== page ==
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Nutanix CEO Dheeraj Pandey On Beating VMware With ‘Openness’

Mark Haranas

“What VMware is going down the path of is what Microsoft went down the path of before [Microsoft CEO] Satya [Nadella] – all Windows, nothing but Windows and the fact that Microsoft apps are the only apps that matter,” said Nutanix CEO Dheeraj Pandey in an interview with CRN.

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Pandey On The Record

Nutanix founder and CEO Dheeraj Pandey believes VMware’s technology roadmap is similar to Microsoft’s years ago in terms of openness and interoperability.

“What VMware is going down the path of is what Microsoft went down the path of before [Microsoft CEO] Satya [Nadella] – all Windows, nothing but Windows and the fact that Microsoft apps are the only apps that matter,” said Pandey in an interview with CRN. “That’s the mistake that we don’t want to make.”

At Nutanix .NEXT last week, the San Jose, Calif.-based hyper-converged infrastructure pioneer propelled itself into the secondary storage market with Nutanix Mine as well as a slew of enhancement features to its cloud services capabilities, including allowing Xi Leap to provide disaster recovery services for workloads running VMware’s ESXi hypervisor.

In the interview, Pandey also talks about competition with VMware, Nutanix’s new AWS and Hewlett Packard Enterprise (HPE) partnerships and his message to channel partners.

You just created partnerships with HPE, AWS and Veeam. What’s the strategy there against your competitor, VMware?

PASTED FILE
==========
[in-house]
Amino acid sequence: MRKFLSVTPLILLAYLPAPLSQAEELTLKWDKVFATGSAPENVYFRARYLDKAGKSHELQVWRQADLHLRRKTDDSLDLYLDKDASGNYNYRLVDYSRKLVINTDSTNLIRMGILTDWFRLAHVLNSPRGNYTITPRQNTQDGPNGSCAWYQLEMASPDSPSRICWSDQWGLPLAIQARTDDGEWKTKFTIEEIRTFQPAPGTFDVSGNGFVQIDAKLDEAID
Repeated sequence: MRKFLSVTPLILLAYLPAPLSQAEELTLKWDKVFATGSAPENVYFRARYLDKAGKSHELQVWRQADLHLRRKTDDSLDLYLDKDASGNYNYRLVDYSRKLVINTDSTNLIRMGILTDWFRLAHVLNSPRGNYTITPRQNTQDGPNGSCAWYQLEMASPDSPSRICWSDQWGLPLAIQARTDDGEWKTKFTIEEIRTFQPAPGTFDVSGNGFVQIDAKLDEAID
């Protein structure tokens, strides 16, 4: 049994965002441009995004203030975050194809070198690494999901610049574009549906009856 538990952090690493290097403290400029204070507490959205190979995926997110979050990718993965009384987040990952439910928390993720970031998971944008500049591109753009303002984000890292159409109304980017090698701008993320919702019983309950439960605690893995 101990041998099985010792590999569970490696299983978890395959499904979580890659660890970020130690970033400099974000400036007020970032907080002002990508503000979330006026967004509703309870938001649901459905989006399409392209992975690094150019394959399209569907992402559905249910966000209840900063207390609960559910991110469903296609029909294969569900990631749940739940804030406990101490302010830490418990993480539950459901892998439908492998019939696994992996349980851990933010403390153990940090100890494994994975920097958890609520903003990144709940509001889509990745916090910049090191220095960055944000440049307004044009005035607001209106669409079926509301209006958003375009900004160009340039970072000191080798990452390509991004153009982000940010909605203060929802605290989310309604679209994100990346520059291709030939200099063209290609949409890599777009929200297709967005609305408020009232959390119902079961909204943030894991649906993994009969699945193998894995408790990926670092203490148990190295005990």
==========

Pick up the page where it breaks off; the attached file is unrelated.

For us, we know that software is all about keeping it open. When the software starts to become closed, it’s hardware. It’s now boxes. So the idea that we are going for partnerships with an open ecosystem, APIs and such, really lends itself well in the future for us to become a pure software company that is a platform that runs all apps, but also our apps can run in multiple platforms. We’ve built a hyper-converged platform, but now we have all these apps which are control plane apps – like Calm, Beam, like Frame – they should run on multiple platforms. We can’t have them only run on our platform. So case in point is VMware Horizon only runs on VMware’s platform. Nutanix Frame is going to run everywhere.

Why should VMware partners now take a look at Nutanix now?

Look, a lot of our customers are VMware customers too. They should look at us because our customers are looking at us. There’s joint business to be had. SAP and Oracle fought a lot, but Oracle and SAP were made for each other. I mean Apple and Samsung fought a lot, but they’re made for each other. So cooperation doesn’t mean it’s a zero-sum game.

You just made Xi Leap services available on VMware ESXi. Talk about Nutanix’s open strategy here?